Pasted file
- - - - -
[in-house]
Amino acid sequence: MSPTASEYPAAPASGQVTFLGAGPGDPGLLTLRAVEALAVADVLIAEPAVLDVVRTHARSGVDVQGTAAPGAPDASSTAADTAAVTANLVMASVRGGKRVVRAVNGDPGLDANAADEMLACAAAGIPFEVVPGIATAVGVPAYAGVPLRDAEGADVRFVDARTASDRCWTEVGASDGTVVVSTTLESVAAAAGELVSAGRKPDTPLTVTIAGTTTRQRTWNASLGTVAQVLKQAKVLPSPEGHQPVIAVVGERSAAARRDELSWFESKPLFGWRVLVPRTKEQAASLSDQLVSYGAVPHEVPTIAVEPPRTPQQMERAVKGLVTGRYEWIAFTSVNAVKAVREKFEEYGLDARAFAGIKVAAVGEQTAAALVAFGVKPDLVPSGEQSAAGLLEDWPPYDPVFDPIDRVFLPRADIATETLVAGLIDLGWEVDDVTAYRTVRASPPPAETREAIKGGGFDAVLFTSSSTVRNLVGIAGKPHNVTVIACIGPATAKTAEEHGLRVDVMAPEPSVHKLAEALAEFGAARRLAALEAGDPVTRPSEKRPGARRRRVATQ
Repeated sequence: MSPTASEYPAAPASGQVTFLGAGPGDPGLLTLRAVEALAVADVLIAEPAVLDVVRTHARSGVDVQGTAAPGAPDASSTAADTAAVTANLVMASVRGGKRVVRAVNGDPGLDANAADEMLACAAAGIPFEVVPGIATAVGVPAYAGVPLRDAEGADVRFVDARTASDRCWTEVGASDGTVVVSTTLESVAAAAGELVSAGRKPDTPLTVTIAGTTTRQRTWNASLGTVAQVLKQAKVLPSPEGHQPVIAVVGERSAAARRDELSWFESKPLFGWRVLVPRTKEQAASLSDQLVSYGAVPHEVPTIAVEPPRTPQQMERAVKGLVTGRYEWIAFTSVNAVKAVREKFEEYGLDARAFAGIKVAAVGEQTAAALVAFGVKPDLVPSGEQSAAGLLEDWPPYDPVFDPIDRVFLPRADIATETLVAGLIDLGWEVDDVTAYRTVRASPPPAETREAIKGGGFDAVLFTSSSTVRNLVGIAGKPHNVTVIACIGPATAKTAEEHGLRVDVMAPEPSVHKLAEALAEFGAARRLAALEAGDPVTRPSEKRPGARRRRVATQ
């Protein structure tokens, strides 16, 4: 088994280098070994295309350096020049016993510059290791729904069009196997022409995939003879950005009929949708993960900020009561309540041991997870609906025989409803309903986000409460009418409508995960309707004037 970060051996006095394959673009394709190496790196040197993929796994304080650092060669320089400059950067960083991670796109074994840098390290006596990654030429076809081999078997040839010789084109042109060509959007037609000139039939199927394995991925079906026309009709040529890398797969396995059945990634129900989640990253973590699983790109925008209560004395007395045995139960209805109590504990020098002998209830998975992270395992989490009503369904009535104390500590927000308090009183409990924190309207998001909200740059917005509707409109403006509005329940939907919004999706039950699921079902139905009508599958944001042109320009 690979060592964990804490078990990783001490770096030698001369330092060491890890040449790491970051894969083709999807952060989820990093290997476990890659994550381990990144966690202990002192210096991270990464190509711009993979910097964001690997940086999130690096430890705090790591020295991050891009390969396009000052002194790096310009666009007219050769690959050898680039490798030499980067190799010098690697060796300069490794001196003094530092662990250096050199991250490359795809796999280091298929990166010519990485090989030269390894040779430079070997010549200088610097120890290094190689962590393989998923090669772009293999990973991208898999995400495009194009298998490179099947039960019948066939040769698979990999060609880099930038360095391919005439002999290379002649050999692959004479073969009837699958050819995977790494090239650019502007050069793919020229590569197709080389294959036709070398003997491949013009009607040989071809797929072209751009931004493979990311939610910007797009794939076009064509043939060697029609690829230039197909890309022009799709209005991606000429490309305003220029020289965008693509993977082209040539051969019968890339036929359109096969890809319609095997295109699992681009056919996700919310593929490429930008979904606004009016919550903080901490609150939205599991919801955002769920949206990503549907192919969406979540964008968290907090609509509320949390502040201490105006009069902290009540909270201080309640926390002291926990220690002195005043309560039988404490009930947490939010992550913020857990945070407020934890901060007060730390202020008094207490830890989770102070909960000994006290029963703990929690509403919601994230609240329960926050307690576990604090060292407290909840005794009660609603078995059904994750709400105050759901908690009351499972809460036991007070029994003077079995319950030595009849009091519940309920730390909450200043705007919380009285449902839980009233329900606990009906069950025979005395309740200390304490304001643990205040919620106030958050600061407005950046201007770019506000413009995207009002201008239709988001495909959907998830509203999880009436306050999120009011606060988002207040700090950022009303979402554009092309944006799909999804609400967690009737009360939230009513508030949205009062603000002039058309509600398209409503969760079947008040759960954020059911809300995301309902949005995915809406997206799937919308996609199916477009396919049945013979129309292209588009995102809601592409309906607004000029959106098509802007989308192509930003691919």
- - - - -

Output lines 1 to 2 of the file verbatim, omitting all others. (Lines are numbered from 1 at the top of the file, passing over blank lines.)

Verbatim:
[in-house]
Amino acid sequence: MSPTASEYPAAPASGQVTFLGAGPGDPGLLTLRAVEALAVADVLIAEPAVLDVVRTHARSGVDVQGTAAPGAPDASSTAADTAAVTANLVMASVRGGKRVVRAVNGDPGLDANAADEMLACAAAGIPFEVVPGIATAVGVPAYAGVPLRDAEGADVRFVDARTASDRCWTEVGASDGTVVVSTTLESVAAAAGELVSAGRKPDTPLTVTIAGTTTRQRTWNASLGTVAQVLKQAKVLPSPEGHQPVIAVVGERSAAARRDELSWFESKPLFGWRVLVPRTKEQAASLSDQLVSYGAVPHEVPTIAVEPPRTPQQMERAVKGLVTGRYEWIAFTSVNAVKAVREKFEEYGLDARAFAGIKVAAVGEQTAAALVAFGVKPDLVPSGEQSAAGLLEDWPPYDPVFDPIDRVFLPRADIATETLVAGLIDLGWEVDDVTAYRTVRASPPPAETREAIKGGGFDAVLFTSSSTVRNLVGIAGKPHNVTVIACIGPATAKTAEEHGLRVDVMAPEPSVHKLAEALAEFGAARRLAALEAGDPVTRPSEKRPGARRRRVATQ